What’s New in October 2012!

  • Two new issue briefs are now available.  The first is titled “Utilization of Dental Services among Medicaid Enrolled Children.”   It includes an estimate of current rates of utilization for dental services among Medicaid-enrolled children in nine states and then evaluates how a child’s personal and community characteristics impact the likelihood that they utilize dental services.  The second is titled “Utilization of Well-Child Care among Medicaid Enrolled Children.”  It includes an estimate of current rates of utilization for well-child care among Medicaid-enrolled children in nine states and then evaluates how a child’s personal and community characteristics impact the likelihood that they utilize well-child services. These issue briefs demonstrate the use of Mini-MAX (MAX sample data) for research and demonstrate that Mini-MAX can produce useful analyses for policy makers.  Please see the “Downloads” section below.  
  • A new issue brief is now available titled “Physician Service Use and Participation in Medicaid, 2009.”  This issue brief presents an analysis of physician use and participation using the 2009 MAXPC data, Area Resource File (extracted from the American Medical Association master file), and National Plan and Provider Enumeration System data.  The analysis focuses on four major topic areas:  (1) the number of physicians serving Medicaid enrollees and average physician caseload, (2) the distribution of Medicaid physician caseload by physician, (3) enrollees served by in-state and out-of-state physicians, and (4) physician participation rates in Medicaid.  It is available through the links in the “Downloads” section.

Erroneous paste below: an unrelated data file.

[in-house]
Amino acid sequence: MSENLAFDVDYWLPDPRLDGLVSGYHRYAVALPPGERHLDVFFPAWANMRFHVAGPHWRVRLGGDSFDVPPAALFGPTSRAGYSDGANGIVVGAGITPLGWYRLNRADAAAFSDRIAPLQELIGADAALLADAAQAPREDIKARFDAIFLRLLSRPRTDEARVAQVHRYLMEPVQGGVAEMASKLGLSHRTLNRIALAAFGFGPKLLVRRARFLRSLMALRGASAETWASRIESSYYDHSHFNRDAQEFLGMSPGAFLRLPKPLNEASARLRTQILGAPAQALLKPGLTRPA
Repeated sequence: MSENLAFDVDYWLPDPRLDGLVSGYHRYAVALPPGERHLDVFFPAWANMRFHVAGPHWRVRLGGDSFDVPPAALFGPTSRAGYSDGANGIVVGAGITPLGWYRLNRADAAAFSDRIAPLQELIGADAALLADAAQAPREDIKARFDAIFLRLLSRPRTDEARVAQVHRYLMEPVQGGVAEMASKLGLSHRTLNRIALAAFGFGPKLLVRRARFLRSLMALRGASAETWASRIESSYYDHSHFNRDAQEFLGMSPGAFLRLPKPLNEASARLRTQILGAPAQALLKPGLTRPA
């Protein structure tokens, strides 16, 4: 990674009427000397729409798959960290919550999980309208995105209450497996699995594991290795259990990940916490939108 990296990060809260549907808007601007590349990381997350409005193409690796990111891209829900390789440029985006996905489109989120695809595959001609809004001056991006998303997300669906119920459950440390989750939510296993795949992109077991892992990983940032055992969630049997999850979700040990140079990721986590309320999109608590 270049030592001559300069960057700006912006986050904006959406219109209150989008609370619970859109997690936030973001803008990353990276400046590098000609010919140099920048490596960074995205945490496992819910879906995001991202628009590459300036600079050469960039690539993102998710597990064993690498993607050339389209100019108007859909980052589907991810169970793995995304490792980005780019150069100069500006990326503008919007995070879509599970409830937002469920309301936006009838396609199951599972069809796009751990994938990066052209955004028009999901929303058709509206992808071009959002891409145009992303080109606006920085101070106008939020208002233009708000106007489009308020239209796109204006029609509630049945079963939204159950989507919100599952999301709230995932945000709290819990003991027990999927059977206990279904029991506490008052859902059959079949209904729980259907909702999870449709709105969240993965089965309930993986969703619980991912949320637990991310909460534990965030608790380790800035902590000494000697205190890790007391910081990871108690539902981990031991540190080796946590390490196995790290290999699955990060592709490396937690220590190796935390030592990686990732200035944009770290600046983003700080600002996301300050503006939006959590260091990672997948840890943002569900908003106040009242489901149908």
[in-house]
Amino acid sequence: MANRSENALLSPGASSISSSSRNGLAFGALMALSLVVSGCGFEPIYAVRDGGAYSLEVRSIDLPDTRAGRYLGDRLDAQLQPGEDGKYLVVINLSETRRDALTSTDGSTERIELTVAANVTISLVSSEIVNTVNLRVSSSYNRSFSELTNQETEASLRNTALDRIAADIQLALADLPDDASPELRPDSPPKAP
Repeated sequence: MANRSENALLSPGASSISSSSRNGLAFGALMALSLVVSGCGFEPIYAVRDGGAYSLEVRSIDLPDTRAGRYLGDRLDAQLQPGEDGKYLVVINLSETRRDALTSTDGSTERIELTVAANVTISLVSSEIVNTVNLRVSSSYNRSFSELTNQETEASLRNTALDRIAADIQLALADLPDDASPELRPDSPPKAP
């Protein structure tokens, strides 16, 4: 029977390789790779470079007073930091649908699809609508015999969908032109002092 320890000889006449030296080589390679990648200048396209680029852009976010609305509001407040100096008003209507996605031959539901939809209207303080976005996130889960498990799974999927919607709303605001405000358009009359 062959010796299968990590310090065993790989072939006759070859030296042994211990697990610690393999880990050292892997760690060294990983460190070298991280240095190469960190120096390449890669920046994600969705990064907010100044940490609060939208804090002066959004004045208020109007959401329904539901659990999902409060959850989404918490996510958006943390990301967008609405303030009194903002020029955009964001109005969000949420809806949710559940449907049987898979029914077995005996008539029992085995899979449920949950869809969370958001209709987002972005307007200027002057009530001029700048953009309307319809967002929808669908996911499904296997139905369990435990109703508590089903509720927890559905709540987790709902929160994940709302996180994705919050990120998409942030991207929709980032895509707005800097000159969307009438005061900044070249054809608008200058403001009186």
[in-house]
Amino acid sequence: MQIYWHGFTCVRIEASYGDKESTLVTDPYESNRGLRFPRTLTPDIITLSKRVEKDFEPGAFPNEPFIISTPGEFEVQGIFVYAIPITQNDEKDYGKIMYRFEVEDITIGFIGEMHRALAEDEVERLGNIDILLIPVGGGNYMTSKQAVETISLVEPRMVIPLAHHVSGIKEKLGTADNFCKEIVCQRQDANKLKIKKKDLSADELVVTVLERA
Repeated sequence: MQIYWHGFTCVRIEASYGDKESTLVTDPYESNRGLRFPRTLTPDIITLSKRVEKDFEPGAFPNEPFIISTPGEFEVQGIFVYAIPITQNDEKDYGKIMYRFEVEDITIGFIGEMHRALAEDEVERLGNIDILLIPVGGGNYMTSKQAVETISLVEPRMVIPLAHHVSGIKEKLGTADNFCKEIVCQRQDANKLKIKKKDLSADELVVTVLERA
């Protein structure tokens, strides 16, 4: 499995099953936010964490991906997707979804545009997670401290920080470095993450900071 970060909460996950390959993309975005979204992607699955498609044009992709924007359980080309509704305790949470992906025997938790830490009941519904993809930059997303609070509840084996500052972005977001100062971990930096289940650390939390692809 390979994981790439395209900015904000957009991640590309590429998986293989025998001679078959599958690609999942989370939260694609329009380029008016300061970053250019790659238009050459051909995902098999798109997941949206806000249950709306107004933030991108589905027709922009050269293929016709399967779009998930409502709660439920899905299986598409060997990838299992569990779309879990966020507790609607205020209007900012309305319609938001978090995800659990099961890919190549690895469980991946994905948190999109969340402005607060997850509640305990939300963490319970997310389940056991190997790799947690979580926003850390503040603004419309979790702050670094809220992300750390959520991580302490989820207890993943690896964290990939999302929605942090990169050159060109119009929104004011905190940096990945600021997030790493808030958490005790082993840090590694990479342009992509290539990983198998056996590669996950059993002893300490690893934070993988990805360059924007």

Description

During this time of rapid health reform, researchers and policymakers want access to the latest information on Medicaid enrollment, expenditures, and service use. They also want reports that are shorter, more focused, and more relevant to today's challenges facing the Medicaid program. CMS, in collaboration with Mathematica, has started the MAX Medicaid policy issue brief series, which highlights the essential role MAX data can play in analyzing the Medicaid program.

Downloads